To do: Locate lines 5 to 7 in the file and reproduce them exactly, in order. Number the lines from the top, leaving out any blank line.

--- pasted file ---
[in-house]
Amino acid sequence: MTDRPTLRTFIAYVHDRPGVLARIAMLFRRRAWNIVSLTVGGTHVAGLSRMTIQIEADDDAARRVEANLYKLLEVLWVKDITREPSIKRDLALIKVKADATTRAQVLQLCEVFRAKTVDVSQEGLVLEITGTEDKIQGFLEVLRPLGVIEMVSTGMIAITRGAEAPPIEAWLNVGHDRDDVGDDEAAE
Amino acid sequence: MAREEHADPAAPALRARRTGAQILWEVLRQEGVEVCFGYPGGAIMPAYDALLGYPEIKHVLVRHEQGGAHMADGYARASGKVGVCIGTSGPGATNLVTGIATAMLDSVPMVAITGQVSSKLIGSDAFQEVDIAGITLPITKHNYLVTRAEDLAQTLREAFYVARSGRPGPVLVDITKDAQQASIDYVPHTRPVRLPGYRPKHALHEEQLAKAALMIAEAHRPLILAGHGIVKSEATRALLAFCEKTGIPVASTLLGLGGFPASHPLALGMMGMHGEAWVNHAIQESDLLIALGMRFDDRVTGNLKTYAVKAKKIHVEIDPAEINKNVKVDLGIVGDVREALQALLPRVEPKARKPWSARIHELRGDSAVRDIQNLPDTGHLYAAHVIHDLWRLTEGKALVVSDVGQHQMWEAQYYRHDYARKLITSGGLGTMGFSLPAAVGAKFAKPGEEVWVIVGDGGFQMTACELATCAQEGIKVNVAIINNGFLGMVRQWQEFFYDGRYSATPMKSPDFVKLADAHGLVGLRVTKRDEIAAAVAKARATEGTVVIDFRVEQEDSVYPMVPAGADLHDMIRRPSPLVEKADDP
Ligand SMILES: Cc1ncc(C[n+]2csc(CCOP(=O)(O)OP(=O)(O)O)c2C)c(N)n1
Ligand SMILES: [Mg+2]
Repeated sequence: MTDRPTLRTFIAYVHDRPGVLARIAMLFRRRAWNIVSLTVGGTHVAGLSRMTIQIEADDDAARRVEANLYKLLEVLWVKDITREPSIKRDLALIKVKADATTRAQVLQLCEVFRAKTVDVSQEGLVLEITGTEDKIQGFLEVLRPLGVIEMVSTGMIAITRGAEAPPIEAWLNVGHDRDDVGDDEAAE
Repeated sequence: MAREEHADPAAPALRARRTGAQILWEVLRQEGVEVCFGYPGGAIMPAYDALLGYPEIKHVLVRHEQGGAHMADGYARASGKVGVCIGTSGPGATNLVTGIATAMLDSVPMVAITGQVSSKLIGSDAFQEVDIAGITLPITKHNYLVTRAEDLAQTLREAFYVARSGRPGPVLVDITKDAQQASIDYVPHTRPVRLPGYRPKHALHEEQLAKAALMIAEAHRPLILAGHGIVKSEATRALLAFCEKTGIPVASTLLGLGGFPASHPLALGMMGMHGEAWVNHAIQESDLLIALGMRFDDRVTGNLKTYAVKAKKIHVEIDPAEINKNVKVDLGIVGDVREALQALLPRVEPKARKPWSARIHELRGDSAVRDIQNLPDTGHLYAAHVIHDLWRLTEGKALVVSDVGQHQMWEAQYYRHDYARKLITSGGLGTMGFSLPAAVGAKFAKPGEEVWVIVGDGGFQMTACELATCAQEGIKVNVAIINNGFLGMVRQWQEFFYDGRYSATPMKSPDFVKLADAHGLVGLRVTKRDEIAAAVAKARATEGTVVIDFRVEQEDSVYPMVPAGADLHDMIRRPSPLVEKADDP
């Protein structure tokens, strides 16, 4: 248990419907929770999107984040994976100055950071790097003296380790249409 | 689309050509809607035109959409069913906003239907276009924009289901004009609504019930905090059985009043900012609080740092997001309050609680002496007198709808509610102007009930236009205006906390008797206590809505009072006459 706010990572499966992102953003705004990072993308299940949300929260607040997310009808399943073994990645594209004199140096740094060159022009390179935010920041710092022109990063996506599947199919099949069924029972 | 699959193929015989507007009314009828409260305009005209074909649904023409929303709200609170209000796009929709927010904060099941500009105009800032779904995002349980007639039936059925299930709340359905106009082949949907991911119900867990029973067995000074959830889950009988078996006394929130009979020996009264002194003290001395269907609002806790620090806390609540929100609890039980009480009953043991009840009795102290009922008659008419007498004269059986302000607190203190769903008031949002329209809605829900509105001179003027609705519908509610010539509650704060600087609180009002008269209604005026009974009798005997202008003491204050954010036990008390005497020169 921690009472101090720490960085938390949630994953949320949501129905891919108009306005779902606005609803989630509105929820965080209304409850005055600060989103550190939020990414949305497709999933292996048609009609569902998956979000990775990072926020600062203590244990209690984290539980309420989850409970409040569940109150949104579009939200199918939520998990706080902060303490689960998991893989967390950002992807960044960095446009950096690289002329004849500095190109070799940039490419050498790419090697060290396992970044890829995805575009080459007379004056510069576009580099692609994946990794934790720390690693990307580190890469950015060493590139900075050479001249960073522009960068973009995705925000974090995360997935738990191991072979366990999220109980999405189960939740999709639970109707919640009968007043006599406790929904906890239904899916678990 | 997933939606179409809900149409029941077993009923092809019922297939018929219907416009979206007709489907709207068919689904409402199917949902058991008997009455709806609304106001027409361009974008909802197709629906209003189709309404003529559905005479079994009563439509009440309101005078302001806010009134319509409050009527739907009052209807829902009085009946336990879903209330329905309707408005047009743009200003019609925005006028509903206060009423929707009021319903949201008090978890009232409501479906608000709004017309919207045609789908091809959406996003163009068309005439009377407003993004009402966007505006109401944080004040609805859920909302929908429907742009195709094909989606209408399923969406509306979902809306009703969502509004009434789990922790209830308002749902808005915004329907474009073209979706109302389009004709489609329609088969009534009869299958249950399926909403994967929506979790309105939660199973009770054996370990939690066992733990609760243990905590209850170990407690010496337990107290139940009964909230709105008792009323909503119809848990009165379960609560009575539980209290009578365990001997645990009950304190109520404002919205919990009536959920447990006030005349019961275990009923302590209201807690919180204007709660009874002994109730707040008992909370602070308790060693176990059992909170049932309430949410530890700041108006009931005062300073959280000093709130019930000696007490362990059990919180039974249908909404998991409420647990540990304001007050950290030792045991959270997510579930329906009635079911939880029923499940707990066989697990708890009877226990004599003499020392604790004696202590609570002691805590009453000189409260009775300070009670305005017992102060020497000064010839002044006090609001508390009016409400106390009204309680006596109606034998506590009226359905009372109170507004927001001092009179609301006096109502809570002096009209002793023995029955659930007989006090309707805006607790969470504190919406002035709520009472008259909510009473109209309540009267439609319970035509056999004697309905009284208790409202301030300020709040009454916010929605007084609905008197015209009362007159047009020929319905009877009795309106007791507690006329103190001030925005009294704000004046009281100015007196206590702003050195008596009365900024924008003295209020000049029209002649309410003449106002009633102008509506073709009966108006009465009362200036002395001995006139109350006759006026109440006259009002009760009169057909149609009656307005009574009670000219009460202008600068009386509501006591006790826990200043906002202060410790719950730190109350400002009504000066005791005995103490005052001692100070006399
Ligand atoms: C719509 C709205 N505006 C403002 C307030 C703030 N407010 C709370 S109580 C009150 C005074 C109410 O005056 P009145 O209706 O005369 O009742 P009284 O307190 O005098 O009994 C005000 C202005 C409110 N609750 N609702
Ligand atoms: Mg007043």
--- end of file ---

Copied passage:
Ligand SMILES: [Mg+2]
Repeated sequence: MTDRPTLRTFIAYVHDRPGVLARIAMLFRRRAWNIVSLTVGGTHVAGLSRMTIQIEADDDAARRVEANLYKLLEVLWVKDITREPSIKRDLALIKVKADATTRAQVLQLCEVFRAKTVDVSQEGLVLEITGTEDKIQGFLEVLRPLGVIEMVSTGMIAITRGAEAPPIEAWLNVGHDRDDVGDDEAAE
Repeated sequence: MAREEHADPAAPALRARRTGAQILWEVLRQEGVEVCFGYPGGAIMPAYDALLGYPEIKHVLVRHEQGGAHMADGYARASGKVGVCIGTSGPGATNLVTGIATAMLDSVPMVAITGQVSSKLIGSDAFQEVDIAGITLPITKHNYLVTRAEDLAQTLREAFYVARSGRPGPVLVDITKDAQQASIDYVPHTRPVRLPGYRPKHALHEEQLAKAALMIAEAHRPLILAGHGIVKSEATRALLAFCEKTGIPVASTLLGLGGFPASHPLALGMMGMHGEAWVNHAIQESDLLIALGMRFDDRVTGNLKTYAVKAKKIHVEIDPAEINKNVKVDLGIVGDVREALQALLPRVEPKARKPWSARIHELRGDSAVRDIQNLPDTGHLYAAHVIHDLWRLTEGKALVVSDVGQHQMWEAQYYRHDYARKLITSGGLGTMGFSLPAAVGAKFAKPGEEVWVIVGDGGFQMTACELATCAQEGIKVNVAIINNGFLGMVRQWQEFFYDGRYSATPMKSPDFVKLADAHGLVGLRVTKRDEIAAAVAKARATEGTVVIDFRVEQEDSVYPMVPAGADLHDMIRRPSPLVEKADDP